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3.9 out of 5 stars
3.9 out of 5 stars
Fruit of the Lemon
Format: Paperback|Change
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on 23 December 2009
Fruit of the Lemon by Andrea Levy was a close cousin of her 'Small Island' best seller. The style and language engaged the reader very well and some of the description of the culture were very well set out. The two halves of the book - first in U.K the second in Jamaica did not fail to show the extremes of behaviour and the reader could pick up the history of the family. The second half was a little repetative of language and behaviour but I enjoyed reading.
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on 3 June 2017
A refreshing take on the real extended families of those who migrated to Britain and were not made to fell at all welcome. They were hard times for many of the people who came, and what they actually contributed to our way of life has never really been acknowledged.
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on 24 April 2003
The protagonist in this novel, Faith, is a British girl, born of Caribbean parents who came to England from Jamaica on the Jamaica Producers' banana boat. The emphasis on Faith's life with her friends changes when her parents decide to return to Jamaica to retire. When Faith suffers from a breakdown, it is decided she should stay with her aunt, Coral, in Jamaica for a holiday. The narratives alternate between Faith's life in England and the stories related by her family members, and as the novel progresses, the family tree goes further back as she learns more of her parents' lives and her own history. After feeling out of place at first she learns to adapt saying "they laid a past out in front of me. They wrapped me in a family history and swaddled me tight it its stories". A very enjoyable book, focusing on identity and homeland.
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on 24 August 2005
Excellent book Andrea Levy has such a good ear for dialogue. She tells such a moving story with wit and makes you care for all the characters. I couldn't put it down.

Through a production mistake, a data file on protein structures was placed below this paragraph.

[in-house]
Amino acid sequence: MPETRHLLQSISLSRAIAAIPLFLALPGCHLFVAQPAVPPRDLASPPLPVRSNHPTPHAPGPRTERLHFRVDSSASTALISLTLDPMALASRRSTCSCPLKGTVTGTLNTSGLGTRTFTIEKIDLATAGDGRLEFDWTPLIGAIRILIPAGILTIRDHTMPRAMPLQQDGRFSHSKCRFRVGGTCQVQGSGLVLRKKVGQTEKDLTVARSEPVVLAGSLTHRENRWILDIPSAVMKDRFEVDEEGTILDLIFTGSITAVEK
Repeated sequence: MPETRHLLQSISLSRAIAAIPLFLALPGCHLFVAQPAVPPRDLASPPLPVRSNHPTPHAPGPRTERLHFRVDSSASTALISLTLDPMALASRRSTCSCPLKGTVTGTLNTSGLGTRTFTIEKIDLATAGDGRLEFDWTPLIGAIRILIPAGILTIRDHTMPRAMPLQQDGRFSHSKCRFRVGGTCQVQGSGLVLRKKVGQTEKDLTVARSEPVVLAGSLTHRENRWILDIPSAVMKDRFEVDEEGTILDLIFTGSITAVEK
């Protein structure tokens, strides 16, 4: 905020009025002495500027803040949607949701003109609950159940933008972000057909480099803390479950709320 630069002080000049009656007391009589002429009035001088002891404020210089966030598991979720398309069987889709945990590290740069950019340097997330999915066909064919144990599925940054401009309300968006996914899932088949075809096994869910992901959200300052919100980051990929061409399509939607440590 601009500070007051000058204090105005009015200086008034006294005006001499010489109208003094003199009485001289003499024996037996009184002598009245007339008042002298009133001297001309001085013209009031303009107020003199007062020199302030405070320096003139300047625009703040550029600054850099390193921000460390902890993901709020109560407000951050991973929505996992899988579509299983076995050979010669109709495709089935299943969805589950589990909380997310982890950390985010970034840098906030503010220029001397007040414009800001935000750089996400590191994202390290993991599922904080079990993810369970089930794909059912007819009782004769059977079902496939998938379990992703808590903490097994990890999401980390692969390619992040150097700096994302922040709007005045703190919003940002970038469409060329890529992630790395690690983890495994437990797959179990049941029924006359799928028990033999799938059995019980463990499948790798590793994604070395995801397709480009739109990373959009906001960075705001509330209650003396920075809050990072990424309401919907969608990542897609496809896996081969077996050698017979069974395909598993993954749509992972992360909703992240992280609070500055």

I was given this book for a birthday present and have now bought it for lots of people; and I'm now reading all her other books.
The characters are so believable and real.
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on 29 March 1999
A simply told story that was a joy and a revelation to read. It made me laugh and go quite inside with recognition. These unfolding 'untold' stories of generations of a Jamaican family, and the central characters own search are wonderfully woven together. This was my story...and I wanted to read it out loud to everyone that knows (or thinks they know) me! I always enjoy Andrea Levy - and with this novel she moves on from strength to strength.
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on 31 July 2007
Ah, how I appreciate and enjoy Andrea Levy's work!

The lady writes beautifully, and, brings what I can only describe as "a cinematic eye" to her often subtle and unforced observations of characters, and, unerringly accurate and believable depiction of situations. There are too many moments to point out, but, I laughed at her gentle description of the protagonist Faith's parents, and, their love of collecting boxes of every kind and variety. I nodded my head in recognition of the scene where Faith visits a pub in the English countryside, and, encounters an individual who appears to have a problem understanding the not too difficult concept that a black person can actually be born in England! I myself have met quite a few such people....

It lightened and gladdened my heart to read about characters with whom I could so readily identify. The details of the protagonist, Faith Jackson's story, dovetail in many delicious ways with my own.

One of the important and little acknowledged issues that Andrea Levy brings to the fore with matter of factness and lack of fanfare is that of being accepted in your place of birth; of being seen to belong. Faith although born in England encounters situations (see above) where this is clearly not the case. Instead she is viewed as "foreign" and "other" by those who clearly associate black skin with "coming from somewhere else".